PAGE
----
Many IRS tax penalties are assessed automatically if you fail to submit payment or file a tax return on time. These penalties may also continue to accrue each month until you pay your taxes or file your return.
The following are some of the most common IRS civil tax penalties:
Failure to File Penalty
The failure to file penalty is 5% of your unpaid taxes due per month. If you are due a refund and don’t file, you won’t be charged this penalty.
You can also avoid this penalty for six months by requesting a tax filing extension. However, you may still be charged the failure to pay penalty, even if you receive a filing extension.
Failure to Pay Penalty
The failure to pay penalty is 0.5% of the unpaid taxes per month. If you also haven’t filed your tax return, the combined penalties are limited to 5% per month.
On top of tax penalties, you’ll also owe interest on your unpaid taxes. IRS interest rates are adjusted each quarter.
Underpayment penalties are charged when you don’t pay enough in taxes throughout the year. These penalties are usually charged to self-employed taxpayers who don’t pay enough in estimated taxes.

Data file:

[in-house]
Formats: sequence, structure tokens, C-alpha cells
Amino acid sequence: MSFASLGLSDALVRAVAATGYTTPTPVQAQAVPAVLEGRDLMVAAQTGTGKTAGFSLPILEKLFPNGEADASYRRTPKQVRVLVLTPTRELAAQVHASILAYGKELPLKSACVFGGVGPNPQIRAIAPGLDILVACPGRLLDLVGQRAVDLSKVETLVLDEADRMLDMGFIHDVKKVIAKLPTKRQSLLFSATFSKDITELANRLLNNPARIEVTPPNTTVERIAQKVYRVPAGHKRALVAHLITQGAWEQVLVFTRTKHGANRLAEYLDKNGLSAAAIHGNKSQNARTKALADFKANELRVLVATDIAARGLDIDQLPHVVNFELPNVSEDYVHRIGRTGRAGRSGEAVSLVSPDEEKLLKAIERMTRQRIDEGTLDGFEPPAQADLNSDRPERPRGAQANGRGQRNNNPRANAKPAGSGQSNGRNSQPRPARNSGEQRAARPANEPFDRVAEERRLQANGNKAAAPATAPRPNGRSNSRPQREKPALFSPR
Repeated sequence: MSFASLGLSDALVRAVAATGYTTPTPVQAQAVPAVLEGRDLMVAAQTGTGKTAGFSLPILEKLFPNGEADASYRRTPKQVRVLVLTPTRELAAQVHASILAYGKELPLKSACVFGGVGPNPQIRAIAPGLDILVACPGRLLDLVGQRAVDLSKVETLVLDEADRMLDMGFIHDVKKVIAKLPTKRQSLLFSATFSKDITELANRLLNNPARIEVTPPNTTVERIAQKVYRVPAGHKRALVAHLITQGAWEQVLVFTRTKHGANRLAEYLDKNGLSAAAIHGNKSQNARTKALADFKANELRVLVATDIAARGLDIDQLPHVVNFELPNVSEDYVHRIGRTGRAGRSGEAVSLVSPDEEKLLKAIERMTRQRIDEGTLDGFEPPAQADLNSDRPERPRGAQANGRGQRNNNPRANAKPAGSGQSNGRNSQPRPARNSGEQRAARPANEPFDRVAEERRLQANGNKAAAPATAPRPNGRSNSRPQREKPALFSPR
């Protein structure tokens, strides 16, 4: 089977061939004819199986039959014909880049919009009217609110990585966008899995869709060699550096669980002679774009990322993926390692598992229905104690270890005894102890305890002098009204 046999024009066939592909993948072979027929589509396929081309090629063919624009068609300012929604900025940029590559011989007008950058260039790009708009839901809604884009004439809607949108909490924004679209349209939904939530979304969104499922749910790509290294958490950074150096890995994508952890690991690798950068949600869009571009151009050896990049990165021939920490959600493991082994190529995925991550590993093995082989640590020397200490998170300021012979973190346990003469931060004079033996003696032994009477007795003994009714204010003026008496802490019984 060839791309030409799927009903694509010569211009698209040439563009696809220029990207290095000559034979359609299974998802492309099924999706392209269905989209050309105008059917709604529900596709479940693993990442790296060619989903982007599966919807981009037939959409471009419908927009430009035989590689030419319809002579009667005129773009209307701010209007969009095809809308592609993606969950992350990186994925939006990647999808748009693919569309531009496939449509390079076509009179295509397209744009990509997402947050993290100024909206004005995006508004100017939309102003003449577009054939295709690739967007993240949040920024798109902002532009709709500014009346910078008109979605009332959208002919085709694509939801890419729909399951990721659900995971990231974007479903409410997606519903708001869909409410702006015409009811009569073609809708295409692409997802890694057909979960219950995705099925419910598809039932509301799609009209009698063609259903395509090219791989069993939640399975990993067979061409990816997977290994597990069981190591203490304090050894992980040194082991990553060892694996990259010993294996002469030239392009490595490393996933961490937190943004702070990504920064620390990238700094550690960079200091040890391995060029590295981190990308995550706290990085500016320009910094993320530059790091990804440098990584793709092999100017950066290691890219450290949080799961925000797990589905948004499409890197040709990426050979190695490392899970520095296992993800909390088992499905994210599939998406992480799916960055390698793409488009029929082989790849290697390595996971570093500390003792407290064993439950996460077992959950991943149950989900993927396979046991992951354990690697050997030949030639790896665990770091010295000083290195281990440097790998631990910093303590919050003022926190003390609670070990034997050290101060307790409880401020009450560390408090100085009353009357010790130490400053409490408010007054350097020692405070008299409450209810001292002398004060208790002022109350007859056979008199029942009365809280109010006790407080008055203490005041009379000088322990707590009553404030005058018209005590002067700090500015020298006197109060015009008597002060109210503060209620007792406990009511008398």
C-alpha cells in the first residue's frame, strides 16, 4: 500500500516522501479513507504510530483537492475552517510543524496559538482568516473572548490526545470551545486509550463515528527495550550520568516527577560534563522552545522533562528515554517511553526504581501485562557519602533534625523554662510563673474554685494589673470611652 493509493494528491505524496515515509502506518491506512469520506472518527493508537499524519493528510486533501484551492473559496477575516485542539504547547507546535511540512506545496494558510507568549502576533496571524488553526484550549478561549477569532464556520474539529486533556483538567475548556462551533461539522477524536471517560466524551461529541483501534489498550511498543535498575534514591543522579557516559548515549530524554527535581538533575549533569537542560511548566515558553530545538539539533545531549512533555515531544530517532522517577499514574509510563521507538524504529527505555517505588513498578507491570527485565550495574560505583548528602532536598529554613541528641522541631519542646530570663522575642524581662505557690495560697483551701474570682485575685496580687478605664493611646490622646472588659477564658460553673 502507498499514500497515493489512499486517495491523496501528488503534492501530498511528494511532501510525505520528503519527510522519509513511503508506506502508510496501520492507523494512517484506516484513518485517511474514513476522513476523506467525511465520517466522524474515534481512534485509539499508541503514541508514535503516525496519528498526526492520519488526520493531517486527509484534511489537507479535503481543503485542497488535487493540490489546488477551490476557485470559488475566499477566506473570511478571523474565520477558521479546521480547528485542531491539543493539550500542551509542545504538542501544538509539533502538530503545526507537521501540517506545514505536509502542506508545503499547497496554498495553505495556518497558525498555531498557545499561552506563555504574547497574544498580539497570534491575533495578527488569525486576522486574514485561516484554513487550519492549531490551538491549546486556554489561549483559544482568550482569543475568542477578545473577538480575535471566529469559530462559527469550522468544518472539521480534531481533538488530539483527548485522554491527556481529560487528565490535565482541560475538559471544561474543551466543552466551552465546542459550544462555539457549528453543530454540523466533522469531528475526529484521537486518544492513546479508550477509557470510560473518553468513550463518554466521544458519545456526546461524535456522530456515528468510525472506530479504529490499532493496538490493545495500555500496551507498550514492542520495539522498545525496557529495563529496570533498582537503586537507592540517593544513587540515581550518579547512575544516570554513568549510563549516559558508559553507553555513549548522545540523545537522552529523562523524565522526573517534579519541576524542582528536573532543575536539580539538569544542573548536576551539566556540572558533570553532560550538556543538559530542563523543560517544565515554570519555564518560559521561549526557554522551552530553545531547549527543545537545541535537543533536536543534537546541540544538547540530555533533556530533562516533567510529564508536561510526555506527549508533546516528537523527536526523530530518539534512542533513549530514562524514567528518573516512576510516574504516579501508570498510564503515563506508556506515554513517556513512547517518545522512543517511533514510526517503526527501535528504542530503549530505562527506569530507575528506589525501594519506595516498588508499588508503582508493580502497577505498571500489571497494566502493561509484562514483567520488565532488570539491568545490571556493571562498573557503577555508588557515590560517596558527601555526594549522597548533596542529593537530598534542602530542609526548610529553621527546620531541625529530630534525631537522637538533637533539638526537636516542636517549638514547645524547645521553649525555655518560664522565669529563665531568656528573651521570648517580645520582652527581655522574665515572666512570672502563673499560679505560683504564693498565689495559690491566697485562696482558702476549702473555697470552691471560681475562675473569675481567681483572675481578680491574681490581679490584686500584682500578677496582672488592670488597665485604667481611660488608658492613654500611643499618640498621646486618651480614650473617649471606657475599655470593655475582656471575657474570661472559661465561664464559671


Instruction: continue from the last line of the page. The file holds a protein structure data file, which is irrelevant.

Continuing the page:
The amount of your underpayment penalties will vary depending on how late your payments are and how much you underpaid. You can avoid these penalties by meeting one of the safe-harbor conditions for estimated tax payments.
The accuracy-related penalty is charged when your return contains inaccurate information. You may be assessed this penalty if an IRS audit results in an adjustment to your return.
The accuracy-related penalty is normally 20% of the understated taxes, but it can be increased to 40% for certain gross understatements.
Civil Tax Fraud Penalty
If a tax understatement was caused by intentional conduct, rather than a mistake, the civil tax fraud penalty can be assessed. Unlike the other tax penalties listed, the tax fraud penalty requires the IRS to show that the taxpayer intentionally violated tax laws.
The civil tax fraud penalty is 75% of the understated taxes. Criminal tax fraud penalties can also be assessed, but are much less common.
Some tax penalties can be eliminated using IRS penalty abatement options. Contact a tax attorney to discuss tax penalty relief.
The Gartzman Law Firm can help you with penalty relief and other tax resolution strategies. Use our contact form to request a consultation with an Atlanta tax resolution attorney.